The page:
The first thing we need to know when we are discussing HEPA filters is what a HEPA filter is.
What is HEPA?
HEPA, or High Efficiency Particulate Air filters, are designed for applications where contaminants must be trapped on the first go-round. For example, you wouldn’t want viruses circulating in the air in a hospital, so the facility would probably be equipped with HEPA filtration. HEPA filters can capture up to 99.7 percent of all contaminants 0.3 microns or greater using a dense mat of fibers arranged in a specific configuration. Some particles naturally adhere to the fibers when they hit, while others get trapped by the curved contours of the fibers. The remaining particles are trapped when they are forced to collide with gas molecules in the filter. This high particle capture rate comes at a cost HEPA filters present more resistance to airflow than standard filters. This means the blower on your HVAC equipment has to work harder to push air through the filter and therefore uses more energy.
Should You Get A HEPA Filter?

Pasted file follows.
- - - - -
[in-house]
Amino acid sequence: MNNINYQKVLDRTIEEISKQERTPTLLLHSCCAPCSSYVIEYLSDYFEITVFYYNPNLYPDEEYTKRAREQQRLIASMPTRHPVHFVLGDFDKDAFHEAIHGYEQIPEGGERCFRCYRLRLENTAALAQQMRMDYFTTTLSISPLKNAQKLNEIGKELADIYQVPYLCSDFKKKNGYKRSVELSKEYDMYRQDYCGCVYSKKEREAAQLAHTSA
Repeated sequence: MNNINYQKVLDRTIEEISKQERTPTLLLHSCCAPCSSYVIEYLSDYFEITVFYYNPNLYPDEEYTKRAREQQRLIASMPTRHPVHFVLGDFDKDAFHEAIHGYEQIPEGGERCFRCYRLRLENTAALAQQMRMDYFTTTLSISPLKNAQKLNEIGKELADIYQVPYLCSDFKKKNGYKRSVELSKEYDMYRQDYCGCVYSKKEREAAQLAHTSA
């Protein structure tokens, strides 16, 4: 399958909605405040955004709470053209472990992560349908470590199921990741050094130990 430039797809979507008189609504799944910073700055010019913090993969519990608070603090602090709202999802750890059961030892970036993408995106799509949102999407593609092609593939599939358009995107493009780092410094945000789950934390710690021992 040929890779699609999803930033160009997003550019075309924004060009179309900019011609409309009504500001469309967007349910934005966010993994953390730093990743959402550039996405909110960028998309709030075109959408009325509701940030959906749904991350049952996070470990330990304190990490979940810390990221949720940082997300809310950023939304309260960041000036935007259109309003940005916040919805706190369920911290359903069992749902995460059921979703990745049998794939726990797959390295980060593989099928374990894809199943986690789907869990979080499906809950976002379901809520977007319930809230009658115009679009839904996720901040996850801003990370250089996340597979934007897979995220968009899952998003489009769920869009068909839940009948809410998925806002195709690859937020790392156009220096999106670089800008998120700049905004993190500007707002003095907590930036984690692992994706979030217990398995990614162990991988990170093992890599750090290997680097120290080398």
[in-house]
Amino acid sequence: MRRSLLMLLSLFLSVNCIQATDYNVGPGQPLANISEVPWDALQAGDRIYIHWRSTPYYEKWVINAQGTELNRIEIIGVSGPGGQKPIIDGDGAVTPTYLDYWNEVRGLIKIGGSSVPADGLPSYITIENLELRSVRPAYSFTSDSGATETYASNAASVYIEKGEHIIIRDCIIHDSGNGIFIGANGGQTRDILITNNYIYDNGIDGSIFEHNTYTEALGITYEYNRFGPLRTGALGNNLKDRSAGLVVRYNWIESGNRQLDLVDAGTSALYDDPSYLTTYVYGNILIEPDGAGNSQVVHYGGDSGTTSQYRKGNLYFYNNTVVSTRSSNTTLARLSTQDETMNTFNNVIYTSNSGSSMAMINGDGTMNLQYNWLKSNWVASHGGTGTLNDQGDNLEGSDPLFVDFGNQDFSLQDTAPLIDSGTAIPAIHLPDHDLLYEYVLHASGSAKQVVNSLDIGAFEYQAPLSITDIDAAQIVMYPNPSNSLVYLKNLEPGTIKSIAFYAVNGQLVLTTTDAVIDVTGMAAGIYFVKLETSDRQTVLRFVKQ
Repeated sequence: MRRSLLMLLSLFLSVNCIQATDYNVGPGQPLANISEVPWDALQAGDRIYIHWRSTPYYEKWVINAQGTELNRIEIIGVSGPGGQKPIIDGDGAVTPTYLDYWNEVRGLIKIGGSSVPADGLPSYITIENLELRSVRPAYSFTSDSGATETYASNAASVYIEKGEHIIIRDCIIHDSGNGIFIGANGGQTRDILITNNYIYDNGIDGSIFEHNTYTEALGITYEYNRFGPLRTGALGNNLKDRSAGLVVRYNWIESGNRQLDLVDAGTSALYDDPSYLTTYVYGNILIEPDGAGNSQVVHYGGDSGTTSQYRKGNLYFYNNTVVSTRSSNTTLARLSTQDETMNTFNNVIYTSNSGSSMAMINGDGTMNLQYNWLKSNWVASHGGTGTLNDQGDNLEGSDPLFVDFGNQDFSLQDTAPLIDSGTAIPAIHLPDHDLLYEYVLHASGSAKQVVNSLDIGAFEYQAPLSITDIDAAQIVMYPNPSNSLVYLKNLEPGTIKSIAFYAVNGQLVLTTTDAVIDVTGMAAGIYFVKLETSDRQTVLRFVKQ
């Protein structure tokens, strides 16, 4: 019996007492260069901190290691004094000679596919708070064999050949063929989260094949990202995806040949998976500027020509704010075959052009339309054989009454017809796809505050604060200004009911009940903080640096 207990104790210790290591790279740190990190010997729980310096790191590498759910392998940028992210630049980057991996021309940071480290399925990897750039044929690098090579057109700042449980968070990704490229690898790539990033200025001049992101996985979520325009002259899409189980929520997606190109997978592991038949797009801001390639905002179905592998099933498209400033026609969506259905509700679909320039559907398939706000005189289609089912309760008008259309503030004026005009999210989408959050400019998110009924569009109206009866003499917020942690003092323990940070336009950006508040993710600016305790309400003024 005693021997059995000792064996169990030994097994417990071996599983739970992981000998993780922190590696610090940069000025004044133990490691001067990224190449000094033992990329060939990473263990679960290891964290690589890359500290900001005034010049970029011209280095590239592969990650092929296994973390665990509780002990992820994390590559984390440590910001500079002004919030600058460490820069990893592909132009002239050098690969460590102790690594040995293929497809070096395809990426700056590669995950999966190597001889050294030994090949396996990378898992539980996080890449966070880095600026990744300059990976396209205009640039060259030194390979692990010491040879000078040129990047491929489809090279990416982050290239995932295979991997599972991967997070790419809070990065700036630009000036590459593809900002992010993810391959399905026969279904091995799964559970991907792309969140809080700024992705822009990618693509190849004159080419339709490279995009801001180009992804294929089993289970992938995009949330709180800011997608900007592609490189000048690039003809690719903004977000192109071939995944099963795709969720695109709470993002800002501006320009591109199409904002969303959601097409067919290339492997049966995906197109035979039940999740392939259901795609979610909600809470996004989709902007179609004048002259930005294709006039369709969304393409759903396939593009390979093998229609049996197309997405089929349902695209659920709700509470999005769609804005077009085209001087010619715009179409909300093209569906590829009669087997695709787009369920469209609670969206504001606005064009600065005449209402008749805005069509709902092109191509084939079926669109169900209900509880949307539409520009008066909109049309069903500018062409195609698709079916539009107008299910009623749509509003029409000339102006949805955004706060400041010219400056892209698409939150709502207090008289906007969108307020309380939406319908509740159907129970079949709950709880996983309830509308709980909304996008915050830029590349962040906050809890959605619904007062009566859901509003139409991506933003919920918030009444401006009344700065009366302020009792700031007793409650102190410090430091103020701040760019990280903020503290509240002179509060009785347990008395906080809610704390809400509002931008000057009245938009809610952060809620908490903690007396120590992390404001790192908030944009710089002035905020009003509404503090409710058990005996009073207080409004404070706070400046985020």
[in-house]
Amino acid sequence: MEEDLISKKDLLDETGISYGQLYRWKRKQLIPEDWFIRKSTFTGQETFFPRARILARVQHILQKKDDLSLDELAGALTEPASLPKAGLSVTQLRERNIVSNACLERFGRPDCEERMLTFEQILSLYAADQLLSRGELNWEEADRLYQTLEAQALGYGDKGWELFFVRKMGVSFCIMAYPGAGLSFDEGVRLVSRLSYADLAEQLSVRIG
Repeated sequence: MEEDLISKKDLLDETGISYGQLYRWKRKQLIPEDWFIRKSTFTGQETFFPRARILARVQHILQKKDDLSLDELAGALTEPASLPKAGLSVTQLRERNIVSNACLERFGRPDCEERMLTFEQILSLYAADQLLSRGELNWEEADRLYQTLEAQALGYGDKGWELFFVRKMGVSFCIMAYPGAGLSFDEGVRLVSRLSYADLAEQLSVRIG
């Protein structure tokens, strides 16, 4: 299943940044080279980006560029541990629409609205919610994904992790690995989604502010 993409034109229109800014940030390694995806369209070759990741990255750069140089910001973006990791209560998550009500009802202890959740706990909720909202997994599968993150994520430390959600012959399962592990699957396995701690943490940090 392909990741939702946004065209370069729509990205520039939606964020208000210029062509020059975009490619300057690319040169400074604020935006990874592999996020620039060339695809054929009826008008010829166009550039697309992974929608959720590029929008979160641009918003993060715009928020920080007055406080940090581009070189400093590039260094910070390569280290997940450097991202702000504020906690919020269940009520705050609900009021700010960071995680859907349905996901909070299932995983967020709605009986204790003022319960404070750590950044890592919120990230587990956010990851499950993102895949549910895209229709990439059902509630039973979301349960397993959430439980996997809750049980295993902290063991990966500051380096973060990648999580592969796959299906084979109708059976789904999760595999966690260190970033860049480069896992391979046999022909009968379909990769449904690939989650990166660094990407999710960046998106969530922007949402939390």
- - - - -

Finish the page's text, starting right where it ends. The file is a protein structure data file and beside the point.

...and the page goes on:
We are no experts on viruses or contagions, but we do know air filters. Right now it is unclear if the Coronavirus is caught by a HEPA filter. The viruses are measured in microns and honestly, it is very difficult to measure something that small. A HEPA filter couldn’t hurt, but only if you are willing to take the trade-off of extra mechanical burden on your HVAC system.
Older systems that you are trying to get the last little bit of life out of tend to not handle HEPA filters very well. However, newer systems have the efficiency and operation life to handle it. Also if you use a HEPA filter your system will stay cleaner longer.
In the end, there is no real data on whether a HEPA filter captures the Coronavirus, but with that said HEPA filters are designed to filter out these kinds of things it can’t hurt to install one for the time being as long as your system can handle the added strain.
If you need help or have questions about this or HVAC, contact us at ACME AC.